The topics of the sessions of the third Forum are mostly inspired to the main messages issued by the FLaReNet Network in its "Blueprint of Actions and Infrastructures".
Before each session, the main outcomes and accomplishments of the project will be presented briefly.
Nowadays, existing resources very often are difficult to access for various reasons. There are a number of valuable and useful resources that are accessible, downloadable or purchasable from different sources and in different ways. Some are available through distribution centres (notably ELRA and LDC), others from portals of projects or associations, others directly from the web pages of the laboratories or researchers who developed the resource, others still on request from the owner. In the current state of affairs researchers must still consult multiple catalogues with different approaches, structures and terms, wasting time and sometimes failing to find relevant LRs. In many of such cases, unless the potential user already knows something about the resource he might want to use (its name, owner, project, etc.), it would be difficult to discover new or unknown resources. Enabling identification and discovery of “missing” resources is thus a priority in our field.
This session aims at stimulating the debate on new means for discovery and identification of LRs, and the development of simple mechanisms for searching/accessing information about resources.
Language resources must now confront with the current global trend towards making data freely available to everyone (Open Data), in particular since the technology is rapidly hitting the stage where language resource data can indeed be made widely available for collaborative work. This session intends to explore how the Open Data concept applies to language resources and its implications in terms of access, redistribution, reusability, and attribution, also considering what is going on in other disciplines.
The need of large-sized LRs with complex, high level and quality information encoded, for the advancement of the LRT field is undisputable. The high cost of their production both in terms of time and manpower hampers their creation. In order to reduce costs but also to encourage reusability of resources, it is important that resources be recycled as much as possible. In this session we aim at stimulating the discussion about proper management of the “life cycle” of language resource creation. We welcome contributions about practical experiences in re-use and repurposing of resources, both in terms of data and in terms of reuse of development methods, existing tools, use of translation/transliteration tools, etc.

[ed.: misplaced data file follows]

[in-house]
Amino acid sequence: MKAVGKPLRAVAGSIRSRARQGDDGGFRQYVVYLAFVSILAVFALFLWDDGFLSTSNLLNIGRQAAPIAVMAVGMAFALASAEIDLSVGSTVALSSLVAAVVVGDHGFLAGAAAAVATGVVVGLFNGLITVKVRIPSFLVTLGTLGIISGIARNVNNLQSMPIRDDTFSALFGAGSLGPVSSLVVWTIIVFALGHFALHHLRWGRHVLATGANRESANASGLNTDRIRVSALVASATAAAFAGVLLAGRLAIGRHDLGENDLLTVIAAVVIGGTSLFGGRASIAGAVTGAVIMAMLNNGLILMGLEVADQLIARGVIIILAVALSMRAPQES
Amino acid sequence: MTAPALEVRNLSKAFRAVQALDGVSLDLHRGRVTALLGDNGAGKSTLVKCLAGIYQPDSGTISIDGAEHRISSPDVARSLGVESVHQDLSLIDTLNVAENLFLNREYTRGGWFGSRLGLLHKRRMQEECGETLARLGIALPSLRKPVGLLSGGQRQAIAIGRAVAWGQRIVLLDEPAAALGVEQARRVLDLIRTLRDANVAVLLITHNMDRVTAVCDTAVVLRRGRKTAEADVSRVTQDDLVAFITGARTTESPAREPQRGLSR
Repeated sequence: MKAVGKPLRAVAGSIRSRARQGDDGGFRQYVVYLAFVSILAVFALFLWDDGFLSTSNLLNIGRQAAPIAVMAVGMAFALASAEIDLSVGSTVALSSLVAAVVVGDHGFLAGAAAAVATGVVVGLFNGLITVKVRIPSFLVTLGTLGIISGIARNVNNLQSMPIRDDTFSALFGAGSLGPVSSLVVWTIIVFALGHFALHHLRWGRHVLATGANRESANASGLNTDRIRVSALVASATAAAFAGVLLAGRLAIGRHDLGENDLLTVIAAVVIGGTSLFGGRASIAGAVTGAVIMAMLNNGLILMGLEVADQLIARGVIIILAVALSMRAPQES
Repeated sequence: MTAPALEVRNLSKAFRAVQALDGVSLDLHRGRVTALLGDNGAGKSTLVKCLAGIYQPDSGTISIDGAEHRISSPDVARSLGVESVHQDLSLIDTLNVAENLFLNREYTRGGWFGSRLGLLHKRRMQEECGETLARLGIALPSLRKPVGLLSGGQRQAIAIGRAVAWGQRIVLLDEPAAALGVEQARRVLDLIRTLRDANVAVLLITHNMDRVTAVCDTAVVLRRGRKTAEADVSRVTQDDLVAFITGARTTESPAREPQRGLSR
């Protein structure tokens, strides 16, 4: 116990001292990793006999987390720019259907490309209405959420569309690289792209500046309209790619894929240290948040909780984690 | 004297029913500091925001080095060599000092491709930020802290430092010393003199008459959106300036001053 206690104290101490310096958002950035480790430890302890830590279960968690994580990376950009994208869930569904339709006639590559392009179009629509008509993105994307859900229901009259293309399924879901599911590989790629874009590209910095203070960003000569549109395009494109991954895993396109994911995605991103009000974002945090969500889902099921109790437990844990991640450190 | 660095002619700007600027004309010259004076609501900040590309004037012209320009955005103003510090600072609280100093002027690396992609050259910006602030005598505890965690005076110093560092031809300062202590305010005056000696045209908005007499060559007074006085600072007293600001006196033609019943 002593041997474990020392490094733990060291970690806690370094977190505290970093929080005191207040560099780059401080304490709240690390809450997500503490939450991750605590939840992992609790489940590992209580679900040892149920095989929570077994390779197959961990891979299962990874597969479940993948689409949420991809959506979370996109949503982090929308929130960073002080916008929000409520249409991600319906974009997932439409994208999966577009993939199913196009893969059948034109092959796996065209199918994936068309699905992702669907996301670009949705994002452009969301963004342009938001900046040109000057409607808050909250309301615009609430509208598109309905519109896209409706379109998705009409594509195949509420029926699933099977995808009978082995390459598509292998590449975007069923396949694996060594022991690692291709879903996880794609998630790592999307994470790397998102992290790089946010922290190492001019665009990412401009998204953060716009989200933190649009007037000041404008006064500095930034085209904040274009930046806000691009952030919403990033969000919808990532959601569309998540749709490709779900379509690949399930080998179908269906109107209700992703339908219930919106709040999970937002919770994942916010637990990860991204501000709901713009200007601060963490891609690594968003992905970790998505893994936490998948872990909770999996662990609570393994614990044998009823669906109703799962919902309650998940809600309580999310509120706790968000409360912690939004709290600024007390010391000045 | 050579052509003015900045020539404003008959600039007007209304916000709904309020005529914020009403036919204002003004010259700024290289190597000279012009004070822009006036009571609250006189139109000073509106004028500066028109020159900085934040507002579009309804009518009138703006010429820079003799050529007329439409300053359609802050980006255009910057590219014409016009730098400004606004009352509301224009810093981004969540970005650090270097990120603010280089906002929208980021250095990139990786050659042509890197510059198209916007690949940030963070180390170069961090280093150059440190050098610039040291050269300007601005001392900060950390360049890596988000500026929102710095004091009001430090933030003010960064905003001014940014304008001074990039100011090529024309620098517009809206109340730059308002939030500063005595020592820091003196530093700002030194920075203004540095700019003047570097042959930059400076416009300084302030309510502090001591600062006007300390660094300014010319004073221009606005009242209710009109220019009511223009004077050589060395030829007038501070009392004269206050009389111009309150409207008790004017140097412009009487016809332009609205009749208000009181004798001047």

High quality resources should be regarded as a key booster for the deployment of effective technology that impacts large sectors of activities (e-content, media, health, automotive, telecoms, etc.). Since language resources are costly, it is necessary to start preparing now the resources that will serve for the applications of the future and can positively impact on the development of multilingual technologies such as Machine Translation, cross-lingual and Web 3.0 applications. This session aims at highlighting the challenges (in particular, from an industrial point of view) that need to be overcome in order to stimulate the production of the large quantity of resources required, and at the same to ensure the necessary quality to get acceptable results in industrial environments.
Despite the vast amount of both academic and industrial investments, existing and available resources are not enough for satisfying the various needs of all different languages. Universal Linguistic Rights require the provision of language services for all people in their own mother tongue. Allocating funding to cover all languages (also the less-well represented languages of the world) and all basic needs of language technology remains a high priority for ensuring multilingual applications in the future, and therefore language resources for all (also less-resourced) languages must be developed. At the same time, it must be borne in mind that many undocumented languages that represent our cultural legacy may become extinct in the digital age.
This session aims at confronting current and emerging methodologies for efficient development of language resources for all languages, in particular the less resourced ones.
Long-term access to language resources must be a priority. Many resources are instead not available any longer or seem to have disappeared. Language resources can suffer of rapid obsolescence or even loss if issues of preservation and maintenance are not seriously taken into account. In this session we want to explore most appropriate means for data archiving and preservation, maintenance of LRs, and sustainability of linguistic tools and resources, e.g. by requesting accessibility and usability of resources for a given time frame.